Those orders were obtained after the company said its workers had been harassed and threatened while installing meters in the Dublin 5 and Dublin 13 areas. On Wednesday the company sought an additional order establishing the 20-metre zones around its work stations arising from what it described as an escalation of unlawful activity by protesters.
EU migrants to the UK paid more in tax than they received in benefits in the past decade, according to a report that threatens to stoke the political debate over immigration.
People who moved to the UK after 2000 contributed £20bn (€26bn) to the public finances between 2001 and 2011, the study by UCL Centre for Research and Analysis of Migration showed.
Migrants from the 10 mostly eastern European countries that joined the EU in 2004 accounted for £5bn. Immigration has become a key political battleground as Prime Minister David Cameron seeks re-election in May. With his Conservatives losing votes to the anti-EU Ukip, ministers are intensifying their rhetoric. Michael Fallon, the defence secretary, talked of towns and communities being “swamped” by migrant workers.
Euro Topics: The European Commission has considerably lowered its growth forecast for the Eurozone. A noticeable improvement is unlikely before 2016, the Commission announced on Tuesday. The economic outlook once more highlights how forced austerity is ruining Europe's economy, some commentators criticise. Others call on Europe's problem states to stop complaining about cuts and implement the necessary reforms.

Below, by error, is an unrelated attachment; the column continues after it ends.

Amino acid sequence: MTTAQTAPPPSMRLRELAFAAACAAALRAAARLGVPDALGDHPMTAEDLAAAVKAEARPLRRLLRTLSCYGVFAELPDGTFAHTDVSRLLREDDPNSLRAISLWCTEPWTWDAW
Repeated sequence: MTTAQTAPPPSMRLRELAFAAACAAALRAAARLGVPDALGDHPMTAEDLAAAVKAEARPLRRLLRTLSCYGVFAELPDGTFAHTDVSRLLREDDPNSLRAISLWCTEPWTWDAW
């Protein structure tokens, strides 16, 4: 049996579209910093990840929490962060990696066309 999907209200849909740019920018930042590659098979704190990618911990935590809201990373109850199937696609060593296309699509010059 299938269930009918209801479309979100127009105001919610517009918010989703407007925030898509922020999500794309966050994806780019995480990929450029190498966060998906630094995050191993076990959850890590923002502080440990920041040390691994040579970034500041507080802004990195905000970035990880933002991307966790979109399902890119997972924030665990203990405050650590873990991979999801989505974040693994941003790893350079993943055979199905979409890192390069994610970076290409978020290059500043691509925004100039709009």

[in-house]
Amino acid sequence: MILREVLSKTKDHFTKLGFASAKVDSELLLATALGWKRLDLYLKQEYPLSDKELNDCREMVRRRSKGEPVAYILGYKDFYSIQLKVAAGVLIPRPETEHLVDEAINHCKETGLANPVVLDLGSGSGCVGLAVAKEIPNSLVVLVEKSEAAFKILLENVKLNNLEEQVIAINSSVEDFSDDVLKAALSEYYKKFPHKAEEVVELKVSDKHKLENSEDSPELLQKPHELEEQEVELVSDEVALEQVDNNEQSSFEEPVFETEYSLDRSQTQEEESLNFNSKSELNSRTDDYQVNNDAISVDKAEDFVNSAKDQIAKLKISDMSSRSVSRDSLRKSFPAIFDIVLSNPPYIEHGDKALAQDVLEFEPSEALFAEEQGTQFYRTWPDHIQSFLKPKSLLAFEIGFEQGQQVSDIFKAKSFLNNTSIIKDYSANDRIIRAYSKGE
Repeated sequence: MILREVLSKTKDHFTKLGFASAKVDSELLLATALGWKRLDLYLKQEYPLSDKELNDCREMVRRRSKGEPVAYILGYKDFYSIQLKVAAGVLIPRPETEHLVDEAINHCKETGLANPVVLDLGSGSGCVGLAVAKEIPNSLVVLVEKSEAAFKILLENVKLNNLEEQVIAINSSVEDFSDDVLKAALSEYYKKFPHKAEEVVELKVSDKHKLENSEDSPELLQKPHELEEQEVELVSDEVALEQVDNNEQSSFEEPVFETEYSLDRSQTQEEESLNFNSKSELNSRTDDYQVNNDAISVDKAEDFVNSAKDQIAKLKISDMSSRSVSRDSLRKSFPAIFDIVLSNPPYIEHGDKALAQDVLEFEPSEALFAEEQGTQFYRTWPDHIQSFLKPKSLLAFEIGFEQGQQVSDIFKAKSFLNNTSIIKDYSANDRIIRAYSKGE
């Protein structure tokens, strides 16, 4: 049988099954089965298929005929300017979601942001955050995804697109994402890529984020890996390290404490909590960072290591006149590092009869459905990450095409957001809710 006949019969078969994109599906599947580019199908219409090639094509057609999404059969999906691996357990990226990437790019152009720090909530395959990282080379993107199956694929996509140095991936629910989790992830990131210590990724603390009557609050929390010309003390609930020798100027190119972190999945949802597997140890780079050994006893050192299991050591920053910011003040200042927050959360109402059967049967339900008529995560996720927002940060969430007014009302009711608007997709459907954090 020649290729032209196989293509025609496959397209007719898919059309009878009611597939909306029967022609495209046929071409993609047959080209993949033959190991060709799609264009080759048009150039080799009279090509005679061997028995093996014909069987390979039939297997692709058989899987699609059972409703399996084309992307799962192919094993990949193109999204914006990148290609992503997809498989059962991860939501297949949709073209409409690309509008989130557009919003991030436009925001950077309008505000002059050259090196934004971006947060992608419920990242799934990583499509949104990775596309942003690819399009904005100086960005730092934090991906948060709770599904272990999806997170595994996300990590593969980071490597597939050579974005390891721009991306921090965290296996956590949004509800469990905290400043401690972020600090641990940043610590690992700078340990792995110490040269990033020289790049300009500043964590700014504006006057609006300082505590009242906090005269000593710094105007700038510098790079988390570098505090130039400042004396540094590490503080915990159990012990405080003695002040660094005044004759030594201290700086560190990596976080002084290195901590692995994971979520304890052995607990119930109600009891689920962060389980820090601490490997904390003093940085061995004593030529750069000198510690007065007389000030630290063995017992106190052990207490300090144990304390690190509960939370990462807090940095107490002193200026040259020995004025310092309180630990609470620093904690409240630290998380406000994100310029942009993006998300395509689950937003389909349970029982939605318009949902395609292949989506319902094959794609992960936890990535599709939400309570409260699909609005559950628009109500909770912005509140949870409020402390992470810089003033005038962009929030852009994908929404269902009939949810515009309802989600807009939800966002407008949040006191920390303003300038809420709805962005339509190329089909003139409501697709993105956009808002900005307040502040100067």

Radical change of course needed: The EU is now badly in need of a new policy because austerity has all but ruined the European economy, the left-liberal daily Libération demands: "It's become clear to anyone with common sense that a twin austerity course - in budget and monetary policy - would prevent the hoped-for economic revival on the continent. ... It was clear that the simultaneous drop in incomes in most of the member states would lower overall demand and put a brake on growth. Today, those responsible for this warn of deflation, the vicious circle that lowers prices, demand and production and risks prolonging the crisis for years. ... There's only one way out of this cynical tragicomedy: a radical change of course in Europe's economic policy."